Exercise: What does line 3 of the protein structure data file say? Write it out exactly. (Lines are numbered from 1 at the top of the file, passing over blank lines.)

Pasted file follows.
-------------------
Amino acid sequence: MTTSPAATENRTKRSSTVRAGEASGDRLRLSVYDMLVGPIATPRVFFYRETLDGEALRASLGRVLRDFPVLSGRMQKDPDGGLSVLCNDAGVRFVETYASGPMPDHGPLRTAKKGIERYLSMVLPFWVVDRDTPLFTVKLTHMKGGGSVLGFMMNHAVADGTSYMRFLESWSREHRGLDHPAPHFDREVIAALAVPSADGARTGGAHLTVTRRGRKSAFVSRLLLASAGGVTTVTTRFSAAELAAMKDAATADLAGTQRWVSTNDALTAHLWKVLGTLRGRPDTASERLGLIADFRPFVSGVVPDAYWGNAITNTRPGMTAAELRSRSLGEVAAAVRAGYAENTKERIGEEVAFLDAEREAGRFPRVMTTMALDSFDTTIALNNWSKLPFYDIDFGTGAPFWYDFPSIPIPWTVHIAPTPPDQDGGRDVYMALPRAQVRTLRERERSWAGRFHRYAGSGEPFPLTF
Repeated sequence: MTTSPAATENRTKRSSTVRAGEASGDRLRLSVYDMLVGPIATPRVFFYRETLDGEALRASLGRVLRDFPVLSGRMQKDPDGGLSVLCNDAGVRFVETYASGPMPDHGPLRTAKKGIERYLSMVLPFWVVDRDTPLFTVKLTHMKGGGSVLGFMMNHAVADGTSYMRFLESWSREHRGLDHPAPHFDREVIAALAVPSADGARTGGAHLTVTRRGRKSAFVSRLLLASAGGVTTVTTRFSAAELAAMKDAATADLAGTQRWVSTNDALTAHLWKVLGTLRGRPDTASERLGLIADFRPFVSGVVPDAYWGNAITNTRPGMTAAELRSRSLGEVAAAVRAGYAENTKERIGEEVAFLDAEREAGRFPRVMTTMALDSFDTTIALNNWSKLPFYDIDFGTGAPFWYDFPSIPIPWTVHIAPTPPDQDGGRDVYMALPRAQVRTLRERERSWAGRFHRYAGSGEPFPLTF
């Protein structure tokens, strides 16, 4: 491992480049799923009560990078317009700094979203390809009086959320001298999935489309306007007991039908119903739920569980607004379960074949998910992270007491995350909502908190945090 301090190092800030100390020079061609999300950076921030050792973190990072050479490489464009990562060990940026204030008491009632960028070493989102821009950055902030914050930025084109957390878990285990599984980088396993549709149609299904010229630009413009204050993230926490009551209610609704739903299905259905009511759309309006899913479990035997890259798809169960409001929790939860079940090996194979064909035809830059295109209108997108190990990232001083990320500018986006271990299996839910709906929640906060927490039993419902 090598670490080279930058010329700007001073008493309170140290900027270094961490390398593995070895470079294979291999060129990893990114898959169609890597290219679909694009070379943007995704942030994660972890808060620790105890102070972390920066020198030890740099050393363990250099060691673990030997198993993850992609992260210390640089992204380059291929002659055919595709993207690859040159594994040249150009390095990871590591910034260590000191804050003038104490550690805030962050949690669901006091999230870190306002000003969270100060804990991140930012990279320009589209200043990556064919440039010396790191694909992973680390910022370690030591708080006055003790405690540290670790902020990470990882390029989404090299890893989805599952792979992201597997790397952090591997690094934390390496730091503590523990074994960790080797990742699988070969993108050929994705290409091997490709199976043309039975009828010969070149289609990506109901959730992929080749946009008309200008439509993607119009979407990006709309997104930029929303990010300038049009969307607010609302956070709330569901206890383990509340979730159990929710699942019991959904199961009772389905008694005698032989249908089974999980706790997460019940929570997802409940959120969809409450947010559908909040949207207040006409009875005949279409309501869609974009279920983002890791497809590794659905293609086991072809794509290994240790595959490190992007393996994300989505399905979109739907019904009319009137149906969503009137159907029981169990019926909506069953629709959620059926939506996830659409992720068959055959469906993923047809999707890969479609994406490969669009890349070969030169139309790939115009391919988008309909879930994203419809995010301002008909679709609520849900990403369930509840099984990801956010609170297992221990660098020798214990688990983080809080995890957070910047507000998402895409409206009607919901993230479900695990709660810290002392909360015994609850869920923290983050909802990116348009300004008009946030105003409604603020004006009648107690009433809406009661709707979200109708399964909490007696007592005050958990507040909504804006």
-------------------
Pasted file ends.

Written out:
């Protein structure tokens, strides 16, 4: 491992480049799923009560990078317009700094979203390809009086959320001298999935489309306007007991039908119903739920569980607004379960074949998910992270007491995350909502908190945090 301090190092800030100390020079061609999300950076921030050792973190990072050479490489464009990562060990940026204030008491009632960028070493989102821009950055902030914050930025084109957390878990285990599984980088396993549709149609299904010229630009413009204050993230926490009551209610609704739903299905259905009511759309309006899913479990035997890259798809169960409001929790939860079940090996194979064909035809830059295109209108997108190990990232001083990320500018986006271990299996839910709906929640906060927490039993419902 090598670490080279930058010329700007001073008493309170140290900027270094961490390398593995070895470079294979291999060129990893990114898959169609890597290219679909694009070379943007995704942030994660972890808060620790105890102070972390920066020198030890740099050393363990250099060691673990030997198993993850992609992260210390640089992204380059291929002659055919595709993207690859040159594994040249150009390095990871590591910034260590000191804050003038104490550690805030962050949690669901006091999230870190306002000003969270100060804990991140930012990279320009589209200043990556064919440039010396790191694909992973680390910022370690030591708080006055003790405690540290670790902020990470990882390029989404090299890893989805599952792979992201597997790397952090591997690094934390390496730091503590523990074994960790080797990742699988070969993108050929994705290409091997490709199976043309039975009828010969070149289609990506109901959730992929080749946009008309200008439509993607119009979407990006709309997104930029929303990010300038049009969307607010609302956070709330569901206890383990509340979730159990929710699942019991959904199961009772389905008694005698032989249908089974999980706790997460019940929570997802409940959120969809409450947010559908909040949207207040006409009875005949279409309501869609974009279920983002890791497809590794659905293609086991072809794509290994240790595959490190992007393996994300989505399905979109739907019904009319009137149906969503009137159907029981169990019926909506069953629709959620059926939506996830659409992720068959055959469906993923047809999707890969479609994406490969669009890349070969030169139309790939115009391919988008309909879930994203419809995010301002008909679709609520849900990403369930509840099984990801956010609170297992221990660098020798214990688990983080809080995890957070910047507000998402895409409206009607919901993230479900695990709660810290002392909360015994609850869920923290983050909802990116348009300004008009946030105003409604603020004006009648107690009433809406009661709707979200109708399964909490007696007592005050958990507040909504804006």